Electron spin and chemical properties

2018-02-23 08:04:46

I just learned about spin in class and I recall my professor vaguely mentioning how the spin of an electron is what determines certain chemical properties. I have trouble seeing why. Suppose an electron had no spin (which I know can't happen since electrons are fermions) but if they did, can we determine if some elements were chemically inert?

See, e.g, https://en.wikipedia.org/wiki/Spin_chemistry:

"bonds can only be formed between two electrons of opposite spin...Sometimes when a bond is broken in a particular manner, for example, when struck by photons, each electron in the bond relocates to each respective molecule, and a radical-pair is formed. Furthermore, the spin of each electron previously involved in the bond is conserved,[1][2]... which means that the radical-pair now formed is a singlet (each electron has opposite spin, as in the origin bond). As such, the reverse reaction, i.e. the reforming of a bond, called recombination, readily occurs. The radical-

  • See, e.g, https://en.wikipedia.org/wiki/Spin_chemistry:

    "bonds can only be formed between two electrons of opposite spin...Sometimes when a bond is broken in a particular manner, for example, when struck by photons, each electron in the bond relocates to each respective molecule, and a radical-pair is formed. Furthermore, the spin of each electron previously involved in the bond is conserved,[1][2]... which means that the radical-pair now formed is a singlet (each electron has opposite spin, as in the origin bond). As such, the reverse reaction, i.e. the reforming of a bond, called recombination, readily occurs. The radical-pair mechanism explains how external magnetic fields can prevent radical-pair recombination with Zeeman interactions, the interaction between spin and an external magnetic field, and shows how a higher occurrence of the triplet state accelerates radical reactions because triplets can only proceed to products, and singlets are in equilibrium with the reactants as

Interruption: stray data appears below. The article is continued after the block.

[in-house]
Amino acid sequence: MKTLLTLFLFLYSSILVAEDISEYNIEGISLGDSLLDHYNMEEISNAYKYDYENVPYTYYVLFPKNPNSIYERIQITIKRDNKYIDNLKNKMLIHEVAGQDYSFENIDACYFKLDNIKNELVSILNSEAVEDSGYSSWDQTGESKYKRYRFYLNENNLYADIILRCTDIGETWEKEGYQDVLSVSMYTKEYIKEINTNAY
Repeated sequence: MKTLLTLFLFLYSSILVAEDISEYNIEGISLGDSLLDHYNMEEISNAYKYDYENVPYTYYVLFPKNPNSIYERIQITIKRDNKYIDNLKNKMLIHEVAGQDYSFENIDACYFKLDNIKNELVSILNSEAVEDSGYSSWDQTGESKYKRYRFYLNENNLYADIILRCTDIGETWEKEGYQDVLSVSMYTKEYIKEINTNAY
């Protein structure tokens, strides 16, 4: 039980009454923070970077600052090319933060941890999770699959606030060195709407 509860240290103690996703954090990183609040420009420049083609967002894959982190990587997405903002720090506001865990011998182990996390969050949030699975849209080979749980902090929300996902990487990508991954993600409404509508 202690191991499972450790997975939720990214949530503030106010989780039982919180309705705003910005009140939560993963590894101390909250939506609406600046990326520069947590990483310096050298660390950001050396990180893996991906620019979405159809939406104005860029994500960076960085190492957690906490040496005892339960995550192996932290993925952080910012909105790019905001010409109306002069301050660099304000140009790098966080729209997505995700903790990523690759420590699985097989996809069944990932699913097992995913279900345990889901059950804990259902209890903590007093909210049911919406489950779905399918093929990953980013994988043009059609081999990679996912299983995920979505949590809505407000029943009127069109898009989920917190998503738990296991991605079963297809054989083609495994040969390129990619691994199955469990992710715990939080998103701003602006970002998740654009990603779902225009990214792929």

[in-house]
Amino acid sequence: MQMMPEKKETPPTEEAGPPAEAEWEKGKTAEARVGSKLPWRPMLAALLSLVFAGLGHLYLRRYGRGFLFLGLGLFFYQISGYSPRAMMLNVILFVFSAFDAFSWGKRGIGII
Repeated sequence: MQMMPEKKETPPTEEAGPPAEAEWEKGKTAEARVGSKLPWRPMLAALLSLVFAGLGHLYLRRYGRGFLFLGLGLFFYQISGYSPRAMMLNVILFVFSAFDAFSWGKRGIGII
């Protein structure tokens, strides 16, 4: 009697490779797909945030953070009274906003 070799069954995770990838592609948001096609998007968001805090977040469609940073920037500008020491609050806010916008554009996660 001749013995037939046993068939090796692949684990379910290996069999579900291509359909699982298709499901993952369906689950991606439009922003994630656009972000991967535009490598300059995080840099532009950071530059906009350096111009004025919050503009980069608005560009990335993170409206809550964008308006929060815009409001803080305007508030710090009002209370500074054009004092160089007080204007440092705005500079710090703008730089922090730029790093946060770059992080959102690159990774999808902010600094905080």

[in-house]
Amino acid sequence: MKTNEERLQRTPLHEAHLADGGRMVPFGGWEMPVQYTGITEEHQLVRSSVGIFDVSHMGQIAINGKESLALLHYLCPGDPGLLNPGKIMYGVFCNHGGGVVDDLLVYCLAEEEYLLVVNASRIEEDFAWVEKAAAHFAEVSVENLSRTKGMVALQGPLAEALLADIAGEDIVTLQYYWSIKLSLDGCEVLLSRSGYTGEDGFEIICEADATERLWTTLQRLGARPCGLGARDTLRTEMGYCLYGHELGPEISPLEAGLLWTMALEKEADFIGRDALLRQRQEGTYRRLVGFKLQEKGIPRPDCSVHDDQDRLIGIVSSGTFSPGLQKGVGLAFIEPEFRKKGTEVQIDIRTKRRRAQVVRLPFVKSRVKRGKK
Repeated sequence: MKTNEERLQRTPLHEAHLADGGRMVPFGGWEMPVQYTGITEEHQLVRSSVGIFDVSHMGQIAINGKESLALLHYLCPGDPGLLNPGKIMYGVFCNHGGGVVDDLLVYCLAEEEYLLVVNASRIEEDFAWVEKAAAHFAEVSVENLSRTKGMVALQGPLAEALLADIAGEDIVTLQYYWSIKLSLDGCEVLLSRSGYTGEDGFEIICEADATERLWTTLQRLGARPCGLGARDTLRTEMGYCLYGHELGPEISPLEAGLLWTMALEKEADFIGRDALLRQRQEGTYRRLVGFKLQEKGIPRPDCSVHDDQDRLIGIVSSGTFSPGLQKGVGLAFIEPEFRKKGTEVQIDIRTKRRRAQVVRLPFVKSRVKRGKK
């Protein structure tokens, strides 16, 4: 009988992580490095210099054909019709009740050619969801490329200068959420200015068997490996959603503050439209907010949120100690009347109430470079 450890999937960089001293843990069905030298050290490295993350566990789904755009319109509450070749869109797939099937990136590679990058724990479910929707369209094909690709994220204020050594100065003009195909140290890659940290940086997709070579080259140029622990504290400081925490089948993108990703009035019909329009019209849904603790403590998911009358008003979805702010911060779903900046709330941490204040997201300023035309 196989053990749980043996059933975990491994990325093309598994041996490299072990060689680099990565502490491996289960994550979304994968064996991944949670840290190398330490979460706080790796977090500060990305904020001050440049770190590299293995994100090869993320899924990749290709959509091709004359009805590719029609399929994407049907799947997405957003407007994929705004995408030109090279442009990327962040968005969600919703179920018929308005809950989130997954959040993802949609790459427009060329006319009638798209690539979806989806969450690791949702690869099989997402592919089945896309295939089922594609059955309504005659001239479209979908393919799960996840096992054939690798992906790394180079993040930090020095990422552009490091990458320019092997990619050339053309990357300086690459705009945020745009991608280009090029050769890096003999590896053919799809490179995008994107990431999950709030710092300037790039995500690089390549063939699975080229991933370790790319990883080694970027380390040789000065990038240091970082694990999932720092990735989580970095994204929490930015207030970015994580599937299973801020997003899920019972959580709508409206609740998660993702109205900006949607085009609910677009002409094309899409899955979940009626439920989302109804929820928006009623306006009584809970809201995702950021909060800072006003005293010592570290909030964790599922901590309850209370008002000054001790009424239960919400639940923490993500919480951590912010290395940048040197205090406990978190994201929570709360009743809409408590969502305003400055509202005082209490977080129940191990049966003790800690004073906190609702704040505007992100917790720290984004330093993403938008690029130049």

2018-02-23 08:27:10
  • If electrons had no spin and if they were, therefore, bosons instead of fermions, our entire universe would be much different. If the electron were a boson, chemistry would be completely different. For example, in a bosonic electron universe:

    ...the biggest atom by volume would be the Hydrogen atom and it would

    be the same size as the Hydrogen atom in our universe which is the

    Bohr radius, $r_B$. However, for all other atoms, the effective radius

    would be $r_B/Z$. where $Z$ is the atomic number = the number of

    protons in the nucleus. The reason for this is that when electrons are

    bosons it will be possible for all of the electrons of the atom to be

    in the 1S orbital of the atom. But in our universe, the Pauli

    exclusion principle only allows two electrons in each distinct orbital

    - one with spin up and one with spin down. So in the bosonic universe the only time any electron would be in any higher orbital would be

    when it is temporarily excited to a higher orbita

    2018-02-23 09:30:35